Lost in Acronym Translation

Thursday, October 13th, 2011

My first impression, once I got myself properly into the CMS databases and joined the requisite forty or so mailing lists, was that CMS has a lot more acronyms than I was used to. Particularly jarring were the mysterious PVT (“Physics Validation Team”) meetings, and the many occurrences of “PU” (“pileup“) always looked to me like “Princeton University” until I realized that made no sense in context.

But then I remembered all the acronyms on ATLAS, and learned that “PU” has gotten more common there too now that the increasing pileup is a frequent subject of discussion. (I really wasn’t paying attention generally to either ATLAS or CMS for the year where I did my analysis and wrote my thesis.) So although the culture of acronym use may be a bit different, it’s really just a matter of translating from one experiment’s terms to another.

For example, I recently learned that a JSON (“JavaScript something something”) file indicates which LumiSections (not an acronym, oddly) are good in a set of runs — in other words, for which times are the recorded data for all parts of CMS in good shape? On ATLAS, it would have been a GRL (“good run list”) indicating which LumiBlocks were good.

I still think that acronyms are thrown around in conversation a bit more on CMS than on ATLAS. Fortunately, there is a public list of CMS acronyms to help me. I’m sure I’ll figure them out eventually.


Turning to the Dark Side

Monday, October 3rd, 2011

“So, you’ve turned to the dark side?” I’ve heard it surprisingly often, usually from my new colleagues on CMS. “Yes,” I reply. “My hate makes me powerful.”

We’re just kidding, of course.

I’ve been asked more seriously, on a number of occasions, why I switched from working with ATLAS to working with CMS. There are several ways I can answer that one:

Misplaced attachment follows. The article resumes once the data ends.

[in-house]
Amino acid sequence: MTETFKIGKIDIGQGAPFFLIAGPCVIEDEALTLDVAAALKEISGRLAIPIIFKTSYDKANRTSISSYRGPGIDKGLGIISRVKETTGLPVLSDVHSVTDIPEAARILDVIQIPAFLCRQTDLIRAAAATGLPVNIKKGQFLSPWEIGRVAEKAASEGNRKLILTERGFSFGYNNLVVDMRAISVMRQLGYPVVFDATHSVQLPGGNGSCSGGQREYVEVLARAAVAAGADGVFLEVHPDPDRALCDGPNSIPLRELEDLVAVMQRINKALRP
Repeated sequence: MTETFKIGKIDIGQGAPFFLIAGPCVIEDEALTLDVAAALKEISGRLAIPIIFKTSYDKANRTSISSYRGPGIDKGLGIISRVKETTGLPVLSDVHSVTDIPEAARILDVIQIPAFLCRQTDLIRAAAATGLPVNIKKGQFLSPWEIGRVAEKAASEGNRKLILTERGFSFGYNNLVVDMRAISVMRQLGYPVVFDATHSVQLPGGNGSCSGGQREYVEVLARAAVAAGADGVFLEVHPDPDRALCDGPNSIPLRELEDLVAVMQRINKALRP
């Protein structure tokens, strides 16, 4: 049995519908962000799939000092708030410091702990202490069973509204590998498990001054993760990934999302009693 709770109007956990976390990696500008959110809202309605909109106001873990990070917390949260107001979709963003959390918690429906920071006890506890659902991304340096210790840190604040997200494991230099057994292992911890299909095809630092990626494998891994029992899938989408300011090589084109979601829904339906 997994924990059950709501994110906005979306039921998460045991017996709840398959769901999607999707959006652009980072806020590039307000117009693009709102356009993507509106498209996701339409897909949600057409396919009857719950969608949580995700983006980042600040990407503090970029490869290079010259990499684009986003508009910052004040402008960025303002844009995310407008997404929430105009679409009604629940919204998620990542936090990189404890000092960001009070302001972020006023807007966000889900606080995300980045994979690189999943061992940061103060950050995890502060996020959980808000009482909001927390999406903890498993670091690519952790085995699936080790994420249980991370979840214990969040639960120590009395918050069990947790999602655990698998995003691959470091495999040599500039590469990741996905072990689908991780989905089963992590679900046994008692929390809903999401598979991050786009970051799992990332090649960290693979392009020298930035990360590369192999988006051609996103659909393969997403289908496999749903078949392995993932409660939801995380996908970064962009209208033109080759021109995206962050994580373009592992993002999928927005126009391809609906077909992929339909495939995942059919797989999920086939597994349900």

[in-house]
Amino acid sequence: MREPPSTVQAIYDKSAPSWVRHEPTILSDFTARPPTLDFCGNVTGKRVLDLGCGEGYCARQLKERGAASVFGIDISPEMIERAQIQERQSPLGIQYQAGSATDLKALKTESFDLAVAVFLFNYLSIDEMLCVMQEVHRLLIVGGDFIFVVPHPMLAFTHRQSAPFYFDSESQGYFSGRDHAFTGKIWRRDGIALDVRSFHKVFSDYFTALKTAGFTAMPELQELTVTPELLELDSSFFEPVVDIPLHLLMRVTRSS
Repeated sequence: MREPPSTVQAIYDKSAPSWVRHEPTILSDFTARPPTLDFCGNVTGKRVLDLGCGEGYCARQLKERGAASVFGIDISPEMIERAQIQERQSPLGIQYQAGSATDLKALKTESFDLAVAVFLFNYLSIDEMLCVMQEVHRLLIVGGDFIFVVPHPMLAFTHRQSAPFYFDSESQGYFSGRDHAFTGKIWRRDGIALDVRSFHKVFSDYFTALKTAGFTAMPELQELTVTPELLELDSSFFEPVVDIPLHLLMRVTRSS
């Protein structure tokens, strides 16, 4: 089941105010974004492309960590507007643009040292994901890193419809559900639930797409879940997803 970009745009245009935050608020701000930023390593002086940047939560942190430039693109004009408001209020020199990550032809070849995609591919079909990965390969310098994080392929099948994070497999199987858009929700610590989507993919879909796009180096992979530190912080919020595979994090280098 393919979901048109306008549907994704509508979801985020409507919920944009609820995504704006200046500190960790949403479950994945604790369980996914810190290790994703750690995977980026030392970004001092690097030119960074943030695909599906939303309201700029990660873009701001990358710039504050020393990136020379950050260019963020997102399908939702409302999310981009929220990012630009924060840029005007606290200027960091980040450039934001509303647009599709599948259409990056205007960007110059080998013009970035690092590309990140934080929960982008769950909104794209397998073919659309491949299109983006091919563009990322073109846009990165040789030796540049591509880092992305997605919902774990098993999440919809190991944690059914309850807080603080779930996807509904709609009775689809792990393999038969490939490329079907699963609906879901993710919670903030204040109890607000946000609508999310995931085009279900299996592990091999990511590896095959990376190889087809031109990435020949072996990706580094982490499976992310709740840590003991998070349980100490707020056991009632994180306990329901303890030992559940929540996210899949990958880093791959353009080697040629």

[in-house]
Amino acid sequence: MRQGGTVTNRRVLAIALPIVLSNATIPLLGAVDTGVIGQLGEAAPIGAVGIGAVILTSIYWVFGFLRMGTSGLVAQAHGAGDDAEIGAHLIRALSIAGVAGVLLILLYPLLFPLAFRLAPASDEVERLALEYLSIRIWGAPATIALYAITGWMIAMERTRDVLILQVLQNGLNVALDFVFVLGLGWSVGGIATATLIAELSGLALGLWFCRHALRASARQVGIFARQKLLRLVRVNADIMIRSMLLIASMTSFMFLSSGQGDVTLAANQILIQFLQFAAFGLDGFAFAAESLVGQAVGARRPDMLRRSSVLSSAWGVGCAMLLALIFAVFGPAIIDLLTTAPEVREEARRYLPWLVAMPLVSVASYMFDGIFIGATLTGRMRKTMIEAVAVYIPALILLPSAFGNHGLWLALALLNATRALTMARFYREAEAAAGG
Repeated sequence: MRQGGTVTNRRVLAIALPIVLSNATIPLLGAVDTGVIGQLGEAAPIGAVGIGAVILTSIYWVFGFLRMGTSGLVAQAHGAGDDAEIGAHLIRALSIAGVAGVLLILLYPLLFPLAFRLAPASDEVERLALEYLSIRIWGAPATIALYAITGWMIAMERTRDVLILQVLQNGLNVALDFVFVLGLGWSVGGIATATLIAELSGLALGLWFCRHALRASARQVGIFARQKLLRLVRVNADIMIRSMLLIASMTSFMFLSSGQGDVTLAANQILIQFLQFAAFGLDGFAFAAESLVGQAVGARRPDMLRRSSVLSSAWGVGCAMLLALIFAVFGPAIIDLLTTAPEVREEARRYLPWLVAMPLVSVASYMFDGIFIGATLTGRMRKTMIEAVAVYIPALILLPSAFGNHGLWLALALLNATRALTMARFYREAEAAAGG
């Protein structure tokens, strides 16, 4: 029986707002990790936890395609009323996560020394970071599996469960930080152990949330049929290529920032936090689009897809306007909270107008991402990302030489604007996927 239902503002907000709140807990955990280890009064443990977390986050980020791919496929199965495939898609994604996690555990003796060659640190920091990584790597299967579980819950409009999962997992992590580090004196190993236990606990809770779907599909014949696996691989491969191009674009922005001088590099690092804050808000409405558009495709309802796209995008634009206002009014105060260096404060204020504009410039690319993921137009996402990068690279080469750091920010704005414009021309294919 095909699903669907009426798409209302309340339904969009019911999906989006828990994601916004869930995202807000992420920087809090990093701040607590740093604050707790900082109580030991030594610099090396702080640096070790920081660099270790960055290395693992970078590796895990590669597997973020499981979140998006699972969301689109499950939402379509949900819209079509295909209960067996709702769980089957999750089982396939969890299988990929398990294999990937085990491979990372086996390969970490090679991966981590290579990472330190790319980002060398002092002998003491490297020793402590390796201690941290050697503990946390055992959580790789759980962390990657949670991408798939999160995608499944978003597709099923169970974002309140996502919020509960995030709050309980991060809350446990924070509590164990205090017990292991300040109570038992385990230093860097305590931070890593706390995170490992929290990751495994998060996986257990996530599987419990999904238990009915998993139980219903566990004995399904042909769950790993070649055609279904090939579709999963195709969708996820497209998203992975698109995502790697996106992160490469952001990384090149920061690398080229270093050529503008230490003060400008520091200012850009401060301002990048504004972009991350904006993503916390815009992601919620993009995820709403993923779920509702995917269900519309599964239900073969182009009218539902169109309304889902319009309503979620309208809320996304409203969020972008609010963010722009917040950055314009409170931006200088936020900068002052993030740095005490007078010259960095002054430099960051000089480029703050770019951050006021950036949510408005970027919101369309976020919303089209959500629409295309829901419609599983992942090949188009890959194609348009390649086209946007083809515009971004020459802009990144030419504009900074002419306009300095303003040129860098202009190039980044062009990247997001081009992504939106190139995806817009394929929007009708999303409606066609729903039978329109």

1. Why not? ATLAS and CMS both look for the same exciting things at the LHC: the Higgs boson, supersymmetry, and all sorts of other new physics. They have roughly similar capabilities and, for the most part, conceptually similar designs. So I should be happy to work on either one.

2. It came with the job. Being happy to work on either experiment means I applied to some groups working on ATLAS and some on CMS. The job I ended up with is with Princeton, and they have a CMS group, so…

3. It’s good for our field to exchange techniques and expertise between experiments.

4. It’s good for me to know people from both collaborations and learn different ways of doing things, and good to be forced into doing something completely different than what I did as a graduate student.

So why would switching be a bad idea? Well, mostly, it’s harder. There is more logistics to deal with to get started as a postdoc — on top of the logistics of starting a job — and a lot of time spent learning new software and new organization. And it will take me quite a bit longer to be in a position where I know enough and people have enough confidence in my work to give me significant responsibilities. But all of this, I hope, is transitory.

In the end, neither experiment is the dark side. They do compete with each other — as intended, to keep everyone working hard — but they’re more like opposing sports teams than opposite sides of the Force. You may despise the team across town much of the time, but without them you couldn’t play baseball. And once in a while, players get traded.